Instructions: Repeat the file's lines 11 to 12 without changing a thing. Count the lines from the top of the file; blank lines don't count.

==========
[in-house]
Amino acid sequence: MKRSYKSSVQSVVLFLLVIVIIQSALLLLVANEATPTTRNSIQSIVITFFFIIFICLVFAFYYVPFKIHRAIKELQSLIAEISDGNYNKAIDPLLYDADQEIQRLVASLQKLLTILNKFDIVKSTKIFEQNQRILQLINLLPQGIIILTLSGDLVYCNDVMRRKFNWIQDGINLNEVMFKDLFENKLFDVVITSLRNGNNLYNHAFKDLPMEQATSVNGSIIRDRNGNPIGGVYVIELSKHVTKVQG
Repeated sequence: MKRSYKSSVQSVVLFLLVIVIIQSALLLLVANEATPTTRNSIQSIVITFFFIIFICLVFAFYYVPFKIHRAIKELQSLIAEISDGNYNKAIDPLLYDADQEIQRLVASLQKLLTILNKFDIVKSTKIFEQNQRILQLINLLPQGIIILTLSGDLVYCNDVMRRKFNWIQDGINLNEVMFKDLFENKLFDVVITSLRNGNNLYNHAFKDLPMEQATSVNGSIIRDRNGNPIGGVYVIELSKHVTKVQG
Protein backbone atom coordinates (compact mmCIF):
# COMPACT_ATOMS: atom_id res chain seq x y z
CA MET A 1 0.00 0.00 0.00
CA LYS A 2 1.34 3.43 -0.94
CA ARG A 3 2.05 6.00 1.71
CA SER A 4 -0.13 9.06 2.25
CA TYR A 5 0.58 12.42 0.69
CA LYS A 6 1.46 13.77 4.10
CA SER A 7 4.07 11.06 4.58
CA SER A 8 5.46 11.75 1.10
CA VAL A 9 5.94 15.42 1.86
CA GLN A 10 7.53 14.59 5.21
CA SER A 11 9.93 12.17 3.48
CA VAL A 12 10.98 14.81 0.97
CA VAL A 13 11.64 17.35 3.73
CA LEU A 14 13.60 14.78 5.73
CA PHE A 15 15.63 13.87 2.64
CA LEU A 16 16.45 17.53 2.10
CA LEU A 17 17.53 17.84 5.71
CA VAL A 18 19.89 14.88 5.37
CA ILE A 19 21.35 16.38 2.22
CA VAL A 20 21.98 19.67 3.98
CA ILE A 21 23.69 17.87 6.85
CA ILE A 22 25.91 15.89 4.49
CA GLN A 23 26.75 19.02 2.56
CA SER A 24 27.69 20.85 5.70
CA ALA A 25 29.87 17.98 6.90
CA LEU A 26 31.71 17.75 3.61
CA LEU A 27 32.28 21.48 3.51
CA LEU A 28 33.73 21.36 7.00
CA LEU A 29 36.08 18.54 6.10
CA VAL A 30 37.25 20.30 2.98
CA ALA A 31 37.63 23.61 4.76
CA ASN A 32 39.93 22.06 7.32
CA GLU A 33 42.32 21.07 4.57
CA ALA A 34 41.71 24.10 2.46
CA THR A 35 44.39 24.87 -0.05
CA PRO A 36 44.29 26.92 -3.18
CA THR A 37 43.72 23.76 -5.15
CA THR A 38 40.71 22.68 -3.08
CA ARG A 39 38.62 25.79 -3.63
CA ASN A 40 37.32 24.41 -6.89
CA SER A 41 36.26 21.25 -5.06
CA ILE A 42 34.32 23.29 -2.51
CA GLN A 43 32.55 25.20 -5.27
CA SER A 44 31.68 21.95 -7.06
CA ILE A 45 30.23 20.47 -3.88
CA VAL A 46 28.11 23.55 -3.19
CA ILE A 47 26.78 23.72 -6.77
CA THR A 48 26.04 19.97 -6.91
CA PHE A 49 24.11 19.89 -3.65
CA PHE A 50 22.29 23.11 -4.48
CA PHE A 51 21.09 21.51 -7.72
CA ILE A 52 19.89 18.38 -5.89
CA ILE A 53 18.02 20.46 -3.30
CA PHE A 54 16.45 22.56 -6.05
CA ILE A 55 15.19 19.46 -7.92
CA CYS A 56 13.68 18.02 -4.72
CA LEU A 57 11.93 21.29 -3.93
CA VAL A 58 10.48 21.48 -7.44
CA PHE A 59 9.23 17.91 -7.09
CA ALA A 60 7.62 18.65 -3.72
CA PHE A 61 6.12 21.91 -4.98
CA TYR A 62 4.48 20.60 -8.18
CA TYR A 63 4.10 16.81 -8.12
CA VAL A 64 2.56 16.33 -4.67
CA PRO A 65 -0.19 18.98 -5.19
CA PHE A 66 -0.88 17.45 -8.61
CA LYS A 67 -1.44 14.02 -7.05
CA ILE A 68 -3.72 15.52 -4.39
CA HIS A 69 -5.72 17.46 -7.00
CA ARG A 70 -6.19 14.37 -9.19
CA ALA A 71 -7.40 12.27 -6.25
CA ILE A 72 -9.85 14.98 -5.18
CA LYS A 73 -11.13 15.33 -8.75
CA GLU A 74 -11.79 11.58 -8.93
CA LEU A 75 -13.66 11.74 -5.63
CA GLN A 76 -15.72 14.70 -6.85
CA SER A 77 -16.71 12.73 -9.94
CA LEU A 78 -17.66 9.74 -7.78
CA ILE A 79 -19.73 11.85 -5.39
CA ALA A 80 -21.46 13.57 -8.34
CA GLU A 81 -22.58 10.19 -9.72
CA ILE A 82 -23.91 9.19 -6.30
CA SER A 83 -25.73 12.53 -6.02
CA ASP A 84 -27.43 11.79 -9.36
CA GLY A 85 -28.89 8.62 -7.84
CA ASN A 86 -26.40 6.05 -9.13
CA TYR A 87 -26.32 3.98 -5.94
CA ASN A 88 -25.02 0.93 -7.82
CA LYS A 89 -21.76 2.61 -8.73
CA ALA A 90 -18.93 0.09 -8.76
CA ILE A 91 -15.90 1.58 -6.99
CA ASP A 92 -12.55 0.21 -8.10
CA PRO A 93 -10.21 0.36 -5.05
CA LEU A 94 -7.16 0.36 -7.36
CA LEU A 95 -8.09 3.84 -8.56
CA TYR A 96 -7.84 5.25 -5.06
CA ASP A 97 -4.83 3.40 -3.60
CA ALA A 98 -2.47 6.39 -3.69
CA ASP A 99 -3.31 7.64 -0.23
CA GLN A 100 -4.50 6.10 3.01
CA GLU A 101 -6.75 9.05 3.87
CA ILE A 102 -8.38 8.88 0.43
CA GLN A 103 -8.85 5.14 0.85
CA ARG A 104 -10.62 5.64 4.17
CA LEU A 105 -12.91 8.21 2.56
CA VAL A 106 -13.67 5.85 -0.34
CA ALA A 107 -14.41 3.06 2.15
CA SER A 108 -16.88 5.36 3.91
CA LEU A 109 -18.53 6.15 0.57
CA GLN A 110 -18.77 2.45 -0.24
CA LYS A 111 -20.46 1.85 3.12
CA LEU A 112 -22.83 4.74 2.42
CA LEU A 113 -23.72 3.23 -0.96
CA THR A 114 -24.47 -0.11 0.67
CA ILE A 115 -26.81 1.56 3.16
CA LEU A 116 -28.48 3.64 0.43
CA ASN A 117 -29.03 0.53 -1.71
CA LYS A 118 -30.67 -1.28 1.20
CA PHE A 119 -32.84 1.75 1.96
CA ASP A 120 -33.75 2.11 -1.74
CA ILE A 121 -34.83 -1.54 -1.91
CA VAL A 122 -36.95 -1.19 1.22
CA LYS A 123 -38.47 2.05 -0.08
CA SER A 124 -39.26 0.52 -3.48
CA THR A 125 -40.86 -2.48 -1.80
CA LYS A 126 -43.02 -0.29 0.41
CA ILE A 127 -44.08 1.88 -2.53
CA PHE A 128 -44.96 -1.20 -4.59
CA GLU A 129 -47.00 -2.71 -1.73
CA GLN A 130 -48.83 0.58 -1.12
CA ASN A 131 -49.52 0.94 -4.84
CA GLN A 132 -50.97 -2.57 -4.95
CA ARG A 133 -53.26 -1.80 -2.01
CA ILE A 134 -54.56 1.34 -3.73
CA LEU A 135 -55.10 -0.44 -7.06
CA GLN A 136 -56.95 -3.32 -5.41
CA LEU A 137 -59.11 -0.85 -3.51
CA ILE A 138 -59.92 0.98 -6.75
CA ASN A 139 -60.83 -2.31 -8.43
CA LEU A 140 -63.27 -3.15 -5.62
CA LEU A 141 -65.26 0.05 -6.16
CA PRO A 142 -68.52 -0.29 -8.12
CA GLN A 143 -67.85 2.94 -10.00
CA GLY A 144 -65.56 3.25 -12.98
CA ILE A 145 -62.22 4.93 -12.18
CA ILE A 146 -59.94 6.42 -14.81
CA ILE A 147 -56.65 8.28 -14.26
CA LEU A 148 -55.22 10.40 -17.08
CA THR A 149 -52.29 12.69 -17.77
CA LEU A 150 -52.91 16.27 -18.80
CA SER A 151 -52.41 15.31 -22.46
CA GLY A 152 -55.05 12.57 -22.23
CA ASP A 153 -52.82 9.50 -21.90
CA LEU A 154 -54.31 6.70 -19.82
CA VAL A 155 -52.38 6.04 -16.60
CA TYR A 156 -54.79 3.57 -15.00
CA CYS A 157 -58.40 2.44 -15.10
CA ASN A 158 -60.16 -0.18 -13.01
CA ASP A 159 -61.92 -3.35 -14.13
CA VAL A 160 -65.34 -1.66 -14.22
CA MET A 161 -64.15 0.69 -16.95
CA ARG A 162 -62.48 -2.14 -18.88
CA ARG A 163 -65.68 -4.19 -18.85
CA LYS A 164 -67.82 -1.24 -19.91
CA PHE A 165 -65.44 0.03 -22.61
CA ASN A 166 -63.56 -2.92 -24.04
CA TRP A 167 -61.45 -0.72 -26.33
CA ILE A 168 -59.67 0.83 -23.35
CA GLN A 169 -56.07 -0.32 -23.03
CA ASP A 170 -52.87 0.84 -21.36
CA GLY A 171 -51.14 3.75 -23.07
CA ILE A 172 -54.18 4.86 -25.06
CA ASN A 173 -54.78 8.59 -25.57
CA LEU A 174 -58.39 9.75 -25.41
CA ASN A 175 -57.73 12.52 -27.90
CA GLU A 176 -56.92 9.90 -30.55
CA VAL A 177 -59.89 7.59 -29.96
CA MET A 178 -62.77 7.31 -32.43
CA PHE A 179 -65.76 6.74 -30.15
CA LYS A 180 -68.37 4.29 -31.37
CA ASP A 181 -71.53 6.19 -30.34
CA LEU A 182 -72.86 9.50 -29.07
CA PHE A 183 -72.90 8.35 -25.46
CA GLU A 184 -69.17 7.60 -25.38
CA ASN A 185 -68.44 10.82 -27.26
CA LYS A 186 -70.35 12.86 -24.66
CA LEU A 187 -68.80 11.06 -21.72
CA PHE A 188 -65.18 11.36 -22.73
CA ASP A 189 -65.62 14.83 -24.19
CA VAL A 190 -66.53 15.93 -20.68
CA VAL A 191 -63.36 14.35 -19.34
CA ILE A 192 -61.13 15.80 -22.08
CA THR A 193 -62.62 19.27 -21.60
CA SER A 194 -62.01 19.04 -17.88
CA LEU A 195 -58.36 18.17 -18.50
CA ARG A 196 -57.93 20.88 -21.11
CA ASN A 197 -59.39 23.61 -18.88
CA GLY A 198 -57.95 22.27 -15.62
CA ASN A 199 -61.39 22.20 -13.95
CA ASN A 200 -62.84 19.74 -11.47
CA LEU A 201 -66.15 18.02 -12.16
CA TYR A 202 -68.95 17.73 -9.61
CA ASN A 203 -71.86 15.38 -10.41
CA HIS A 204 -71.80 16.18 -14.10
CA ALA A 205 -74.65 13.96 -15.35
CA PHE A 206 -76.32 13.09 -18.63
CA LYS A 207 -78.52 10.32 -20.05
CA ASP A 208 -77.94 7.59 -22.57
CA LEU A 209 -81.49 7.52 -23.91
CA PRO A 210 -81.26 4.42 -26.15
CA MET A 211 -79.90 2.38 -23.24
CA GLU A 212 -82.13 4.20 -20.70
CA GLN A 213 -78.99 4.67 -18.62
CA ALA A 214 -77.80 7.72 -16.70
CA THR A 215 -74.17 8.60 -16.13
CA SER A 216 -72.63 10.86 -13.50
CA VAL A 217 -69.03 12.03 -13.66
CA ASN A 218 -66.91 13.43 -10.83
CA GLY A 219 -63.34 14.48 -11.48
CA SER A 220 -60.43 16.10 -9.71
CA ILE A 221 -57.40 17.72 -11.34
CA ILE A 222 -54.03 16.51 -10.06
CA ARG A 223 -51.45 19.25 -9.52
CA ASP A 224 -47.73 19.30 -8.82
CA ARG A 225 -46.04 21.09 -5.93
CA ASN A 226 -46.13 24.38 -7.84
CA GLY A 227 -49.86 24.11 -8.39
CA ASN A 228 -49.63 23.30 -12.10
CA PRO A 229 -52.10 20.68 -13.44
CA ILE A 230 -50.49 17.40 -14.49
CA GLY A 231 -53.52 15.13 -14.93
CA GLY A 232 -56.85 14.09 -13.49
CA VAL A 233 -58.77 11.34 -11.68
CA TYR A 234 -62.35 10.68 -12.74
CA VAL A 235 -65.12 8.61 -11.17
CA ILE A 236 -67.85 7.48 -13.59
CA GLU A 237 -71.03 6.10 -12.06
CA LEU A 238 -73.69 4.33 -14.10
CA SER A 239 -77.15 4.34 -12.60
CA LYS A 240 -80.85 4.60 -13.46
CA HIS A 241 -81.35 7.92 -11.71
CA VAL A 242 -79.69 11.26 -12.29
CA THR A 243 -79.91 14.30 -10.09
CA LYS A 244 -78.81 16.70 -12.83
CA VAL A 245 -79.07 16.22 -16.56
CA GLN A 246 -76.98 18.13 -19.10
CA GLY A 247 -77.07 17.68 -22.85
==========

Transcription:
CA LYS A 6 1.46 13.77 4.10
CA SER A 7 4.07 11.06 4.58